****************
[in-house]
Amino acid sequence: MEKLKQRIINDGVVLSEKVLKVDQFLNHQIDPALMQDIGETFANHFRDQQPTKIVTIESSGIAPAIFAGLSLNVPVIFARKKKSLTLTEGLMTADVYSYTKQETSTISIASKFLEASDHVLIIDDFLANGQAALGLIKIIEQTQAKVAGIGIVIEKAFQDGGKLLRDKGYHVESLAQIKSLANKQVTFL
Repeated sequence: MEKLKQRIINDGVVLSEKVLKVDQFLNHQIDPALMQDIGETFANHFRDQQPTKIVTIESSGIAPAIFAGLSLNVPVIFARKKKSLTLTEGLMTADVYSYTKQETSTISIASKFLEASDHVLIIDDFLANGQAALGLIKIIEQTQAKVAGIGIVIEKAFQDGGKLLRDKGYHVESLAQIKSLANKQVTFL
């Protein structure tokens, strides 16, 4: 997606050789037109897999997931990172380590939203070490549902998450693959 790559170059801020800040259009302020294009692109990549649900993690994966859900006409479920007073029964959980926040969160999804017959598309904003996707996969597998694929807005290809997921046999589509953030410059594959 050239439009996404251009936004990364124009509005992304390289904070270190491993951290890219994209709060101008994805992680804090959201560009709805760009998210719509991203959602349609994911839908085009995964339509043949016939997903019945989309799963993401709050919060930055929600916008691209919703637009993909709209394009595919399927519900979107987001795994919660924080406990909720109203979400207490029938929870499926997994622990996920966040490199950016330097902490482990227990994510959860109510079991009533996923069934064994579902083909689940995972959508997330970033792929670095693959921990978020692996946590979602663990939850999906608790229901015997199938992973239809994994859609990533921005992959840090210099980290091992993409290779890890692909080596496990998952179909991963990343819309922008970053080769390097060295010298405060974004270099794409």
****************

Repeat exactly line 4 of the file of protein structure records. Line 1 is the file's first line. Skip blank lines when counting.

């Protein structure tokens, strides 16, 4: 997606050789037109897999997931990172380590939203070490549902998450693959 790559170059801020800040259009302020294009692109990549649900993690994966859900006409479920007073029964959980926040969160999804017959598309904003996707996969597998694929807005290809997921046999589509953030410059594959 050239439009996404251009936004990364124009509005992304390289904070270190491993951290890219994209709060101008994805992680804090959201560009709805760009998210719509991203959602349609994911839908085009995964339509043949016939997903019945989309799963993401709050919060930055929600916008691209919703637009993909709209394009595919399927519900979107987001795994919660924080406990909720109203979400207490029938929870499926997994622990996920966040490199950016330097902490482990227990994510959860109510079991009533996923069934064994579902083909689940995972959508997330970033792929670095693959921990978020692996946590979602663990939850999906608790229901015997199938992973239809994994859609990533921005992959840090210099980290091992993409290779890890692909080596496990998952179909991963990343819309922008970053080769390097060295010298405060974004270099794409």